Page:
of or relating to or resulting from living beings; opposite of abiotic


changes in the soil due to natural processes done by living things, which include the action of roots, worms, and digging creatures, etc.

These processes cause the movement of and changes to artifacts and features after deposition.


a long, thin flake of stone that’s produced in some techniques of stone tool making


like BP, a designation for years before present, with 1950 the index year that’s considered “the present,” but for uncorrected radiocarbon dates


designates years before present, with 1950 the index year that’s considered “the present,” for corrected radiocarbon dates

built environment

human-made constructions that, at least loosely, may be called buildings, plus all sorts of architecture and engineered structures


navigation of coastal waters


a set or group of artifacts placed aside and intended for later use

Cartesian coordinate system

a three-dimensional coordinate system in which the coordinates of a point are its distances from each of three intersecting perpendicular planes along lines parallel to the other two


pottery, or items made from clay and heated in a fire, which chemically changes the soil to a more durable yet brittle material


the territory and people lead by a hereditary chief; also, a common term for a form of human social organization that incorporates multiple communities into a single hierarchical social unit that has, as a basic part of its structure, institutionalized differences in social status (ranking)

Recent researchers have challenged the use of this concept for peoples who lived across Southeastern North America in prehistory.


the ordered arrangement of cultures, events, or objects in time


from the Latin word meaning approximately; often used before a date, and abbreviated “ca.” (for example, ca. 1530)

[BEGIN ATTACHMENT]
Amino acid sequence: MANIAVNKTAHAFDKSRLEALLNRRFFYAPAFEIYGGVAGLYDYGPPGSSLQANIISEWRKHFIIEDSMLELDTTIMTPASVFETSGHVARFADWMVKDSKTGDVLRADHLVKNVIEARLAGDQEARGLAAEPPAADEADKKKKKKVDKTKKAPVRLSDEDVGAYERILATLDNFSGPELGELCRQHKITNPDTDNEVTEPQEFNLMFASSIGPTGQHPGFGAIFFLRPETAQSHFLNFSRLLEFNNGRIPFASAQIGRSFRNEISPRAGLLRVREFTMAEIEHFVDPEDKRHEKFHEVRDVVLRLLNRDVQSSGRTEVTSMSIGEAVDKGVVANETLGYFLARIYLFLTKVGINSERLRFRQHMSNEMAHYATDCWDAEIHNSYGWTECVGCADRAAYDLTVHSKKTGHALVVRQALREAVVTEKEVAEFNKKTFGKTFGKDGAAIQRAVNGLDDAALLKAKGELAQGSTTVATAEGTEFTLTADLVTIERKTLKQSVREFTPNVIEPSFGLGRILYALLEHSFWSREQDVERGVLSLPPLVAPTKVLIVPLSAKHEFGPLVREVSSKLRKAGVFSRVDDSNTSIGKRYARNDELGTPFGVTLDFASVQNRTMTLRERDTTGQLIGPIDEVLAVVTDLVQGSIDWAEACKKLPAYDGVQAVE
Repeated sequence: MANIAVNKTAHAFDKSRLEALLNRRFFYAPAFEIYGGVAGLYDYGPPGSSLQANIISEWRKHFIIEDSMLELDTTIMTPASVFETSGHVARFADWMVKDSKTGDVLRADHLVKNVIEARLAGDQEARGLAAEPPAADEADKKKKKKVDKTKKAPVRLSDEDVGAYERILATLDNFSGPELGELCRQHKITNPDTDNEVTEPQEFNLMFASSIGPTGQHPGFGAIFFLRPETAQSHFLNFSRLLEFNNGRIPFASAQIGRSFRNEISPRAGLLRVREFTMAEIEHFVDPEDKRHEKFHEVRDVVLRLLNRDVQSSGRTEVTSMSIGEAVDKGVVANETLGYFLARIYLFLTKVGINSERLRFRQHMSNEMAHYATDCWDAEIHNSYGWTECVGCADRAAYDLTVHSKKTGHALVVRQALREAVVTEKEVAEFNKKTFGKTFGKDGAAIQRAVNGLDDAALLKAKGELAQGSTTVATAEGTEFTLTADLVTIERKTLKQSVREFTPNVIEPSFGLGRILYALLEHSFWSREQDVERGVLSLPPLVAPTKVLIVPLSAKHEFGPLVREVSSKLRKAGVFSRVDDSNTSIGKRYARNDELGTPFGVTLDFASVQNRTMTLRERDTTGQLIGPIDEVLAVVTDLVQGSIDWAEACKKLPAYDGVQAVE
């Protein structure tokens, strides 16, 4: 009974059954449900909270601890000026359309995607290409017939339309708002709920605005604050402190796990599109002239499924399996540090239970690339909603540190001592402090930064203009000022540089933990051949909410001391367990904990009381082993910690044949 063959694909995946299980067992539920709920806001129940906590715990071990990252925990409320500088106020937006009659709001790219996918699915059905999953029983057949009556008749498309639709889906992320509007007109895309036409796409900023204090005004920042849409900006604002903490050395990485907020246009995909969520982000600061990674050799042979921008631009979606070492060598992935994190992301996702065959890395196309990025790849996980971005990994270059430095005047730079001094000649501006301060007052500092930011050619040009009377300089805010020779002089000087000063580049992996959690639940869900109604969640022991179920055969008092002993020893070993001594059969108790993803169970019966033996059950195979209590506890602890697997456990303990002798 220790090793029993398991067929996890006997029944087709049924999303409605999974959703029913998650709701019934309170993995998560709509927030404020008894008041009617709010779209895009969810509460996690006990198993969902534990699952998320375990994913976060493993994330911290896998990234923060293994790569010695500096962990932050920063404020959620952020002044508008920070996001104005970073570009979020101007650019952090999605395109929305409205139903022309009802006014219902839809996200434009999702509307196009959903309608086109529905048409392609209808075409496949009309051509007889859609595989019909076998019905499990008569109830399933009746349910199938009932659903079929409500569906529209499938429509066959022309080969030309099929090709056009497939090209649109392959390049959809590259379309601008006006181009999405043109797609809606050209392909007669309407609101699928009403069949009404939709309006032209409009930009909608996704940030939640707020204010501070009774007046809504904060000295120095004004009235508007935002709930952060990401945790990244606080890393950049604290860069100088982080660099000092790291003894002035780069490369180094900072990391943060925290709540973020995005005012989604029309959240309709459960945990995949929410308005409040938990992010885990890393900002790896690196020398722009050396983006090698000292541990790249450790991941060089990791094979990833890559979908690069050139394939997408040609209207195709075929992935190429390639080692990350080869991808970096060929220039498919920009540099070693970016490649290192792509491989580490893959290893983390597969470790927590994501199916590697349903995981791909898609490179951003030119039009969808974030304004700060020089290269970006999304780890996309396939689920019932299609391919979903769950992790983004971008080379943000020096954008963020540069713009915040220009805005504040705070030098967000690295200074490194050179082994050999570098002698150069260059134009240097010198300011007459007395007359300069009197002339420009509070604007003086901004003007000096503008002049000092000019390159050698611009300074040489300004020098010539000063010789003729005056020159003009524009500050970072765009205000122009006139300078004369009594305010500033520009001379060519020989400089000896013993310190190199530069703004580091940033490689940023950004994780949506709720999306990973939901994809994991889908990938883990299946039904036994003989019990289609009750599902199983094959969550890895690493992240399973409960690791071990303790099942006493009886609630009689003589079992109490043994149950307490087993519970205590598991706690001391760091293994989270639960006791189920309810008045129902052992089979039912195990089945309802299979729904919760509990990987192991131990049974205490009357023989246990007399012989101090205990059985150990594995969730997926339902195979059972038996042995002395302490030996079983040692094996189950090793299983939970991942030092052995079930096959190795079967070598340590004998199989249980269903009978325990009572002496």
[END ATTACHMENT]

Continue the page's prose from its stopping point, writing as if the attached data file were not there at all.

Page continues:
a social unit tracing descent from a common ancestor; the ancestor may be real or mythical


taxonomy, or a system of arranging artifacts into groups or categories according to certain set of criteria, usually shared qualities or characteristics

The term is not limited to artifacts, and may be used for types of social organization and myriad other concepts.


a relationship in which two or more organisms (e.g., humans and mice) live in close association and in which one may derive benefit from the other, and neither harms the other

compliance project

an archaeological project, involving survey and possibly excavation, as required by law at the Federal or State level


archaeologists use this term to refer to a particular period (or era) in which an archaeological site was occupied; a site occupied in more than one period is referred to as a multi-component site


the location or placement of an artifact, feature, or site, including its relationship to other artifacts, features, and the surrounding environment

Context includes the soil around archaeological materials. Sometimes, the context of artifacts is more informative than the artifacts!


Spanish term for a complex of buildings, often encircled by a wall, in which Catholic friars or nuns live and do much of their work